Friday, January 14, 2022

On Researching Daniel O'Connor

"Fear not, O man of desires, peace be to thee: take courage and be strong."
Daniel 10:19

Today is the wedding anniversary of Daniel and Brigit O'Connor, my great-great-great grandparents, married in 1831 as described in my novel The Paradise Tree. They look a bit careworn in the only photograph we have of them, taken many years later, but then building a farm in the Canadian wilderness in the mid-19th century required ceaseless toil. The photo of them is iconic, for they are staring beyond the present world, into eternity. Eternity was something that Daniel O'Connor kept ever before him, as was typical of the old Irish, and can be seen in this excerpt of a letter to his grandchildren: “Farewell, my grandchildren, God bless you all, and keep you in his love and fear of offending Him, as my prayer for you all big and little, young and old." (from November 8,1884 letter to Lena and Etta Flood)

Daniel was born in 1796 at Togher parish in Dunmanway, County Cork, Ireland, the son of Michael and Joanna Ronan O'Connor, one of nine children. Descended from the High Kings of Ireland and the Lords of Connaught, they were a branch of the O’Connor clan known as the “Kerry-O’Connors.” In the high middle ages they migrated from Roscommon to Kerry; some went on to Cork to aid the McCarthys, then the Lords of Munster, in their perpetual fight with the Normans. Cork was known as the "rebel county" and, at the time Daniel was born, was the site of many insurrections against the tyranny of English rule, which forbade the Irish Catholics the open practice of their religion. Due to the harsh penal laws imposed in 1695, Catholics could not own land, hold a public office, or receive an education. The O’Connors defied the laws to the best of their ability, and, according to Daniel’s daughter Ellen, he and all of his siblings received “a liberal education” in spite of the prohibitions.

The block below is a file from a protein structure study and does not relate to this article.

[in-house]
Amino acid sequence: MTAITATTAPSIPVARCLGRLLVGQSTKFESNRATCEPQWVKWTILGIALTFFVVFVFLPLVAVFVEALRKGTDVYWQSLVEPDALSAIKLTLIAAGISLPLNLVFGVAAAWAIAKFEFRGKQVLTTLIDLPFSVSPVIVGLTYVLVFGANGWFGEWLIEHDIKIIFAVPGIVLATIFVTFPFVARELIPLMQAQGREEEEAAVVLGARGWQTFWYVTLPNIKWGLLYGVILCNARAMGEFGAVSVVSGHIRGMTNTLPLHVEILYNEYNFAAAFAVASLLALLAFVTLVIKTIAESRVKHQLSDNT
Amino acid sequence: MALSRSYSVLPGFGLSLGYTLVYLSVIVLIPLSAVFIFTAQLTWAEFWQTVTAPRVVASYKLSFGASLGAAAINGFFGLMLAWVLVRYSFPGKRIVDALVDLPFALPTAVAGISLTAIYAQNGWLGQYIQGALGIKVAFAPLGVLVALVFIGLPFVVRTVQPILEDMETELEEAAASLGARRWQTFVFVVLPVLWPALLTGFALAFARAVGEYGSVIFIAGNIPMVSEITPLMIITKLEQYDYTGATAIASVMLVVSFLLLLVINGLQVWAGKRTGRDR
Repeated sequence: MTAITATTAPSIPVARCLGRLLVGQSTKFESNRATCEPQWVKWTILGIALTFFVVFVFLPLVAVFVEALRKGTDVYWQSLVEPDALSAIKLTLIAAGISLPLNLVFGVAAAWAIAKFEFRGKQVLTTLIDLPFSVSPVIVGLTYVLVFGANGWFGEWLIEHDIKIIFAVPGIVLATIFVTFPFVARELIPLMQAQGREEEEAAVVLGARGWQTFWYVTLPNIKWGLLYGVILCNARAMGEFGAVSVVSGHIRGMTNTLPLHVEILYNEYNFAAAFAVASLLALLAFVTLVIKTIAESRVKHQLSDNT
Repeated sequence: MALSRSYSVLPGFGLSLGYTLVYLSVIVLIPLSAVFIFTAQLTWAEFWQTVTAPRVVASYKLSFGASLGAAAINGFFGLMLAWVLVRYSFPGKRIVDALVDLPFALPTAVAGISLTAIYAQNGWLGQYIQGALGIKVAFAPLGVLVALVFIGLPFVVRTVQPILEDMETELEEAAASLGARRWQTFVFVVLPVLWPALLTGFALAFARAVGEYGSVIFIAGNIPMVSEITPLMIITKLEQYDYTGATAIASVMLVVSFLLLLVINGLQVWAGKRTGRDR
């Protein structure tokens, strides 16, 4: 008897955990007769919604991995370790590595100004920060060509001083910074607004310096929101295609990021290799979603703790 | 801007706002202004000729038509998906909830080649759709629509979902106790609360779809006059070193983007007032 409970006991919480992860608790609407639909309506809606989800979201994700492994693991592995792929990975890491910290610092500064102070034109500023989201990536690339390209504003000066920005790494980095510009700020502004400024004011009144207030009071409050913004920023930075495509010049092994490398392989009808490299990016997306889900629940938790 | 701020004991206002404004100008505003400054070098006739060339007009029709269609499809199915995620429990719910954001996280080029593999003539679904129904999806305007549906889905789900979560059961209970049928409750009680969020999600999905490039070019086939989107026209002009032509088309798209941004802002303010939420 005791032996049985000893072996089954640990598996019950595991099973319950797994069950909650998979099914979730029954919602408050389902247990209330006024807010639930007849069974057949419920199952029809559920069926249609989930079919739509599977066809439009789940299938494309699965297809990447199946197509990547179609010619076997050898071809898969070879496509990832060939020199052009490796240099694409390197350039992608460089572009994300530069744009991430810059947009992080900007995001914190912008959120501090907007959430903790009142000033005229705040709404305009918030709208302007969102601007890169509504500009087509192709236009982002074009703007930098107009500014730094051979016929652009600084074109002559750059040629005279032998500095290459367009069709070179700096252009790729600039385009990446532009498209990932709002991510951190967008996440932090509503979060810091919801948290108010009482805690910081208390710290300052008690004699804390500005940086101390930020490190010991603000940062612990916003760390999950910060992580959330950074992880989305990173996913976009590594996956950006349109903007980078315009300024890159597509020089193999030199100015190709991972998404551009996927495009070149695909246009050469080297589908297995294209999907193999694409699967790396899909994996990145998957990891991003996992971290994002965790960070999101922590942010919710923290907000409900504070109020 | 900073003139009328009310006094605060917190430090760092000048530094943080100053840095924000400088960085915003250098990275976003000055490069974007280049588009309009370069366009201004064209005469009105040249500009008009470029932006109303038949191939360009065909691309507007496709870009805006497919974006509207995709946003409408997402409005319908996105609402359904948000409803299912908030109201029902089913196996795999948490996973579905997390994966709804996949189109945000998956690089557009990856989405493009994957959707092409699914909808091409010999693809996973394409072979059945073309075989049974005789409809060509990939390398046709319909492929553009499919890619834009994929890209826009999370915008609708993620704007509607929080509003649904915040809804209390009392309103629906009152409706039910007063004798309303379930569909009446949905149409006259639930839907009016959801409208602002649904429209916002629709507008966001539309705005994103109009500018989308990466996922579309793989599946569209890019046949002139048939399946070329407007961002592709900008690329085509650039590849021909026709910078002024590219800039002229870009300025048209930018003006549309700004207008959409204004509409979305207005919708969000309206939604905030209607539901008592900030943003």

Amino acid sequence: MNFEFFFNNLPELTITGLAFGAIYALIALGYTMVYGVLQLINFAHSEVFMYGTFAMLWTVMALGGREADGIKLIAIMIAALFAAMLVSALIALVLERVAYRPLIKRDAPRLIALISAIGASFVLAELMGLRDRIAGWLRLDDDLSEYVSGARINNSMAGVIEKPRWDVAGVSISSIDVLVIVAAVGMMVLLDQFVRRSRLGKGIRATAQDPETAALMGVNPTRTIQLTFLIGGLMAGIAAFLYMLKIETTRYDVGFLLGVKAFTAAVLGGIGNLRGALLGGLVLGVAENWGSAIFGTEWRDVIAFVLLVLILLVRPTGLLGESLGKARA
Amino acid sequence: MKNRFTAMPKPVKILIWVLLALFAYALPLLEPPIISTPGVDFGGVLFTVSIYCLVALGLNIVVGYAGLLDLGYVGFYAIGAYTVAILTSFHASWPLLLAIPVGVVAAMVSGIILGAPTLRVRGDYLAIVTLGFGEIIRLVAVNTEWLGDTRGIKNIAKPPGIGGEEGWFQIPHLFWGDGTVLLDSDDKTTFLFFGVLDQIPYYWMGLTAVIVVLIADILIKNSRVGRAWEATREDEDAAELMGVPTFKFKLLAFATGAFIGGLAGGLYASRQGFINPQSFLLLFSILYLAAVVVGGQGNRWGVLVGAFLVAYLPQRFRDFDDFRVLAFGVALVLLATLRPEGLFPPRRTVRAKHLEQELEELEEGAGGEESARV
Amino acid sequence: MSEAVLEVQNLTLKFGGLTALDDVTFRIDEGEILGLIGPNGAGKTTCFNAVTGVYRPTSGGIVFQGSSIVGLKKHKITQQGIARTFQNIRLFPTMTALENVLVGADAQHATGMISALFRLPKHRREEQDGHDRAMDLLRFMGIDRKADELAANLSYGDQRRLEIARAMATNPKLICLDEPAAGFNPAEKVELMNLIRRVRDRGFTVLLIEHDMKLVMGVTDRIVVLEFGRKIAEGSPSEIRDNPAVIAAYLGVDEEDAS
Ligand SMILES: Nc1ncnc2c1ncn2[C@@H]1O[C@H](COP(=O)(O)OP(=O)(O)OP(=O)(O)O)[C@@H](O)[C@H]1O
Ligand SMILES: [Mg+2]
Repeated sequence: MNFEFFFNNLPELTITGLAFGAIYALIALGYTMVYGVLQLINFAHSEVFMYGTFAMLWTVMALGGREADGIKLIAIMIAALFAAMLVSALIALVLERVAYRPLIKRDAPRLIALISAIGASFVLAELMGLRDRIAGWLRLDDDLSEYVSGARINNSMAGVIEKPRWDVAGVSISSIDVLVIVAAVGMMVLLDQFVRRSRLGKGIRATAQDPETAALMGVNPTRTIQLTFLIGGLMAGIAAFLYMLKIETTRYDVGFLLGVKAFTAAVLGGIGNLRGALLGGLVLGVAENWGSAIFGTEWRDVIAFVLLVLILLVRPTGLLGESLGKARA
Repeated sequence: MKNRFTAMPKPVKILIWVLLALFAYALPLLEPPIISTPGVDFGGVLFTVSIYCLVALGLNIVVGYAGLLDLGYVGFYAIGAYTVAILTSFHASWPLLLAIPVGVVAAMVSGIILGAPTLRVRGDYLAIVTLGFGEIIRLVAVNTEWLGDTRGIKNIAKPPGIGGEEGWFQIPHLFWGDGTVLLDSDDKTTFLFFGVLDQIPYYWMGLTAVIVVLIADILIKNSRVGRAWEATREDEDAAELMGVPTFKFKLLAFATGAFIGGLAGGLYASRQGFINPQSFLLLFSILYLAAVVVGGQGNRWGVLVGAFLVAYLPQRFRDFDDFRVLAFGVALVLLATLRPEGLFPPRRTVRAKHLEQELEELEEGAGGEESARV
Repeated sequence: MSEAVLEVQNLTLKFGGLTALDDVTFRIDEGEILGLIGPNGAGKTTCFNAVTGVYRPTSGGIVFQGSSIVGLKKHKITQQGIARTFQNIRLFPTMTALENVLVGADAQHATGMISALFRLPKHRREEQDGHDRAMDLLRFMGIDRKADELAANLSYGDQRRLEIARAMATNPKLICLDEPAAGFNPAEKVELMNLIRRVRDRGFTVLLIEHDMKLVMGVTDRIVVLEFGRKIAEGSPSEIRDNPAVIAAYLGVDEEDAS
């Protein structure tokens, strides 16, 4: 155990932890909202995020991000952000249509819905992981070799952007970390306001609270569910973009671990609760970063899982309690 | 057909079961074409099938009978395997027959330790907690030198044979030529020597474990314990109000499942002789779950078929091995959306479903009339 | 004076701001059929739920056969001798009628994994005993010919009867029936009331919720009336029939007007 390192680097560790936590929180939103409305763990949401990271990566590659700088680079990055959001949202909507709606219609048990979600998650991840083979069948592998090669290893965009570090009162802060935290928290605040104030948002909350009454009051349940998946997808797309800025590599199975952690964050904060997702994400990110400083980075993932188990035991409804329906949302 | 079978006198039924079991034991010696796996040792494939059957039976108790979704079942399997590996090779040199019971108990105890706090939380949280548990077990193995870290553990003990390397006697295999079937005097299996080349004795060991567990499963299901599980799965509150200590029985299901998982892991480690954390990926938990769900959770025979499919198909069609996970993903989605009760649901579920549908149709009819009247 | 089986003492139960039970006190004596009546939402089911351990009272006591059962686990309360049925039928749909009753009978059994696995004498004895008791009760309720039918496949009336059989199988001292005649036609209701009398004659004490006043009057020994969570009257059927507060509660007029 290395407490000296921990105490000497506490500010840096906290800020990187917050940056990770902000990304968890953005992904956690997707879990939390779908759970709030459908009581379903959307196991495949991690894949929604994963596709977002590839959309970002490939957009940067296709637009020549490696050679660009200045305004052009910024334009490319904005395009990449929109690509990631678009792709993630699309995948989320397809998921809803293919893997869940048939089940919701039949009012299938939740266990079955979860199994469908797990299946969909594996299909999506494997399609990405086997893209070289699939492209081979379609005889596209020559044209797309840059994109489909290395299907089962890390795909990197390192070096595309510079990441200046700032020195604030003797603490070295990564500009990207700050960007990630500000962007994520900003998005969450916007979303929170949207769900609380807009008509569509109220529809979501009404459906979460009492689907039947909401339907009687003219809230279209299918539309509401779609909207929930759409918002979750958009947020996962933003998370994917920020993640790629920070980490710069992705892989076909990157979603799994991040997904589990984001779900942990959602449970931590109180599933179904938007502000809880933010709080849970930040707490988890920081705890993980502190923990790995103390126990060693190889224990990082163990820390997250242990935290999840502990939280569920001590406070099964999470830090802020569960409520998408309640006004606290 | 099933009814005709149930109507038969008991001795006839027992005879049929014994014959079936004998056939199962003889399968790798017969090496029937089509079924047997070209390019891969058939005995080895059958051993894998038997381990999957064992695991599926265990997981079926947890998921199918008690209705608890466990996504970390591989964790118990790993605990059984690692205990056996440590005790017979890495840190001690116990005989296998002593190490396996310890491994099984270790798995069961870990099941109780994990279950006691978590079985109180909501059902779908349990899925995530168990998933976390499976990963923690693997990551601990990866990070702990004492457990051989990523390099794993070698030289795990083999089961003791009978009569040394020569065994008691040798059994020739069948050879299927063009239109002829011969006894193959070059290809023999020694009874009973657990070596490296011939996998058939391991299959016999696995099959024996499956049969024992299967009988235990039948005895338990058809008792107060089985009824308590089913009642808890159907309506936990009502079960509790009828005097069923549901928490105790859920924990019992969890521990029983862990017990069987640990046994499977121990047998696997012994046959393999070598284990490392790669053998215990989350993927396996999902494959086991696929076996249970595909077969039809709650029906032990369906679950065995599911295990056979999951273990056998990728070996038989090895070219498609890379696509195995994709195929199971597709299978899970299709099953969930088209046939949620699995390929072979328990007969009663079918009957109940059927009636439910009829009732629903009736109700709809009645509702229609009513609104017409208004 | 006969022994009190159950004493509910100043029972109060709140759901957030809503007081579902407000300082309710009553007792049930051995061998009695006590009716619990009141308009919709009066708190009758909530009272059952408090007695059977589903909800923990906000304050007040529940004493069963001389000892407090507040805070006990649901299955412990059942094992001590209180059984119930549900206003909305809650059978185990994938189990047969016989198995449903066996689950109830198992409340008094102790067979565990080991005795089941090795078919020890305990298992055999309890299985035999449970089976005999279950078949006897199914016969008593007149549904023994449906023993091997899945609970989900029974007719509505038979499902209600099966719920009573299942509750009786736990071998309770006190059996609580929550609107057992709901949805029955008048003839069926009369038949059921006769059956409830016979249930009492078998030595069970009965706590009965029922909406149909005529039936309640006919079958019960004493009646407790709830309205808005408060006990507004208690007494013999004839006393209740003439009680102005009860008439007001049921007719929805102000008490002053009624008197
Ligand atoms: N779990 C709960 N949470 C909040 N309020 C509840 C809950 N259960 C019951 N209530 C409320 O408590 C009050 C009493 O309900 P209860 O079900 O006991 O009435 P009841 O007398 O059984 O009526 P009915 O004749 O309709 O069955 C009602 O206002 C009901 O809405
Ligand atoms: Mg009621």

The O’Connor family lived about a stone’s throw from an old tower called “Togher castle.” It had officially belonged to the McCarthy clan but according to family tradition the O’Connors lived in the castle at one point. Perhaps they held the old keep in fealty to the original owners, or perhaps resided there as in-laws, since there was a great deal of intermarrying between the two clans. At any rate, they were all thrown out of the castle by the English in 1688 and reduced to a state of servitude. Daniel was trained as a blacksmith, and since it was the blacksmiths who set broken bones in those days, I wonder if it was his skill at mending injured limbs that led him to want to be a doctor. He studied medicine under a physician in Cork City, but alas he was never certified, probably due to lack of money. There was a series of potato crop failings and famines throughout the first half of the nineteenth century, culminating in the Great Famine of the 1840’s. Many Irish Catholics found it impossible to ever get ahead.